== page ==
Safe Work Australia have released new guidance materials to support businesses in understanding how to prevent and respond to sexual harassment and how to manage the risk of violence and aggression in the workplace, including gendered violence.

Executive Director SafeWork SA, Martyn Campbell said the new guides, which SafeWork SA has collaborated and provide input on, reflect sexual harassment and assault as an emerging work health safety risk.

“There has been significant increase in discussions with a focus in recognising the responsibility of businesses to protect workers from sexual harassment and assault as an occupational hazard.

Sexual harassment and gendered violence can take place in any workplace or industry.  We need to take these incidents as seriously as other work health safety risks.

Managing the risks of sexual harassment and gendered violence should be part of a holistic approach to work health and safety”, said Mr Campbell.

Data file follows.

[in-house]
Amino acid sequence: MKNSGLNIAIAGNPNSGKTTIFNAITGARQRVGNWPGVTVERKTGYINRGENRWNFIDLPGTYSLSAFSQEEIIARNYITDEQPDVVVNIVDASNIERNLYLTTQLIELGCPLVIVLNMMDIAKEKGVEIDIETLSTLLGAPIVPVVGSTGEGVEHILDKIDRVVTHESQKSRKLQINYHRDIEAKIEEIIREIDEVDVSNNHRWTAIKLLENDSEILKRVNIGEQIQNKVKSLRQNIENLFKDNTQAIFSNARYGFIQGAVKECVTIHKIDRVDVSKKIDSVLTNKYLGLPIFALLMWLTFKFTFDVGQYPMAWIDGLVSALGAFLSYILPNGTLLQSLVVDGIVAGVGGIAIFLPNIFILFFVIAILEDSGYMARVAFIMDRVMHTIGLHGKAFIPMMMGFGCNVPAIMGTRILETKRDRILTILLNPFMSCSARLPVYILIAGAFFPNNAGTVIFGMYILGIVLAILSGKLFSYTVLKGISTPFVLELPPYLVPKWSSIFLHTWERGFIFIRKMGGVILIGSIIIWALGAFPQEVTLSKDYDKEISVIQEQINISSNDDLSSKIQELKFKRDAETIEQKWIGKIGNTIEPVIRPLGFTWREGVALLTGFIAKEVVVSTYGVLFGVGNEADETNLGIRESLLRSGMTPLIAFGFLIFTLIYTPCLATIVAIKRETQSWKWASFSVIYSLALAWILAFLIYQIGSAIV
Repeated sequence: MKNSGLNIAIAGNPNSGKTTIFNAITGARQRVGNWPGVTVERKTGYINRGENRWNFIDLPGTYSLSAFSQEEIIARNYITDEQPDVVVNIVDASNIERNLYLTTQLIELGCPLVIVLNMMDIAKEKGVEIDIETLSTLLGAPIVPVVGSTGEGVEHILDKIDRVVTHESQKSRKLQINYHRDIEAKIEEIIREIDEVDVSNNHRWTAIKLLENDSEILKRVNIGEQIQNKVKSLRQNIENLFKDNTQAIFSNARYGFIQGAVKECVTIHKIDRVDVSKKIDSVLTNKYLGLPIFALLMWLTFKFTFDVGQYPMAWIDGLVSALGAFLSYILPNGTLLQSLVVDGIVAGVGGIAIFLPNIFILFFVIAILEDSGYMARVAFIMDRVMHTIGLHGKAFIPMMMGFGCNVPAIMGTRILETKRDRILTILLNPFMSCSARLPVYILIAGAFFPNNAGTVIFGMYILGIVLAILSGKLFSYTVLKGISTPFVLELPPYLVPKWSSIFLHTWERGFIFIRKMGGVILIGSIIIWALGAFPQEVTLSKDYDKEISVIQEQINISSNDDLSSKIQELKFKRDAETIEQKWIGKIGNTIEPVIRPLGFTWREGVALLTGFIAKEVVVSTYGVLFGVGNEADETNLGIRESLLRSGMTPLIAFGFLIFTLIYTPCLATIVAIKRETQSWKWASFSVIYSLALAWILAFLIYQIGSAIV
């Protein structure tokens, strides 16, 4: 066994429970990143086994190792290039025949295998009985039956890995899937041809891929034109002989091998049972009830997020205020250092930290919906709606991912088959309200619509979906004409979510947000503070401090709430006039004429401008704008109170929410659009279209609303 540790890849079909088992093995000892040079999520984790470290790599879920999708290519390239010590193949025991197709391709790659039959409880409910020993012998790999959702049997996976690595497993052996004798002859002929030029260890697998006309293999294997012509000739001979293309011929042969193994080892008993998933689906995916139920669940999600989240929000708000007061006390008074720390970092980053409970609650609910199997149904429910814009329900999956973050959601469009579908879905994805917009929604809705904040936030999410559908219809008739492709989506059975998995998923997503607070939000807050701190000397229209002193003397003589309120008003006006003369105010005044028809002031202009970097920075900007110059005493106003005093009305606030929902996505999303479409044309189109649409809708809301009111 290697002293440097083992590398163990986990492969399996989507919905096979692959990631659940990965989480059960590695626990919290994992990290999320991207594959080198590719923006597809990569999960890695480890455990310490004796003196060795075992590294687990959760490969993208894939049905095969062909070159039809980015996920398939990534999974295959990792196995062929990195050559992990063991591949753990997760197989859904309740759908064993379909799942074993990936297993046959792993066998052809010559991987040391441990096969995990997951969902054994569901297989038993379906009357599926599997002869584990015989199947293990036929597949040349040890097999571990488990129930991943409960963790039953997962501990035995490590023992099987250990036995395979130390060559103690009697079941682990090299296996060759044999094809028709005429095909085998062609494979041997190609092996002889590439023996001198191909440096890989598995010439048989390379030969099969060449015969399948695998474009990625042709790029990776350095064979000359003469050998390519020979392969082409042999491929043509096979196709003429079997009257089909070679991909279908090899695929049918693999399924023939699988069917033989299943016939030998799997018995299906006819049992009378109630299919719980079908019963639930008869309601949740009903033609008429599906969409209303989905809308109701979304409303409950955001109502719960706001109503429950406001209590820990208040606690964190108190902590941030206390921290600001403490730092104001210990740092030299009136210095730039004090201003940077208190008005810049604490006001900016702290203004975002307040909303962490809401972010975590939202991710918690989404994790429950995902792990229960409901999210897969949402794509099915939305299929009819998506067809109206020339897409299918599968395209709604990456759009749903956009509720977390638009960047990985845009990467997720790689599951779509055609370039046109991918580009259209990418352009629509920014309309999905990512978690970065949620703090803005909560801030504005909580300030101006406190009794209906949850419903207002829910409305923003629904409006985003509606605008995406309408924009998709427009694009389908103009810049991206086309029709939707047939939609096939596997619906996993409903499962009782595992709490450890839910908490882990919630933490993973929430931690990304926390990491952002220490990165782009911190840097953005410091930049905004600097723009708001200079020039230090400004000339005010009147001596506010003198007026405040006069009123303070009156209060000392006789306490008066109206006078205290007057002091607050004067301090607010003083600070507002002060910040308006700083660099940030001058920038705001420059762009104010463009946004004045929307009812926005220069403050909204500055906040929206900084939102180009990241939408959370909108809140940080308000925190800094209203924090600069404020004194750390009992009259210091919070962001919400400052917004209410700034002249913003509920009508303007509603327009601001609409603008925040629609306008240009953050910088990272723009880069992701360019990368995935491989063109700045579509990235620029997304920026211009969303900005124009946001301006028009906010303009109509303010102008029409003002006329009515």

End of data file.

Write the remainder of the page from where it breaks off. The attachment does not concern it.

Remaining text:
These guides support the Work Health and Safety Act 2012 (SA), which requires employers to provide a safe workplace, take care of staff's physical and psychological well-being and take steps to recognise, assess and control hazards.

Employers are responsible for the actions of staff unless they can show that they have taken reasonable steps to prevent the risk of sexual harassment and to deal with it properly if it happens.

The information in these guides is based on the model Work Health and Safety (WHS) laws. The Model Law has been implemented in all jurisdictions, except Victoria.

“The guides provide clear and helpful advice to workers and business in understanding how they can manage and control the risks associated with these types of incidents

“I strongly encourage businesses and workers to read the new guides and understand how to best provide a safe working environment for everyone”, said Mr Campbell.

Further information

Sexual harassment

Violence in the workplace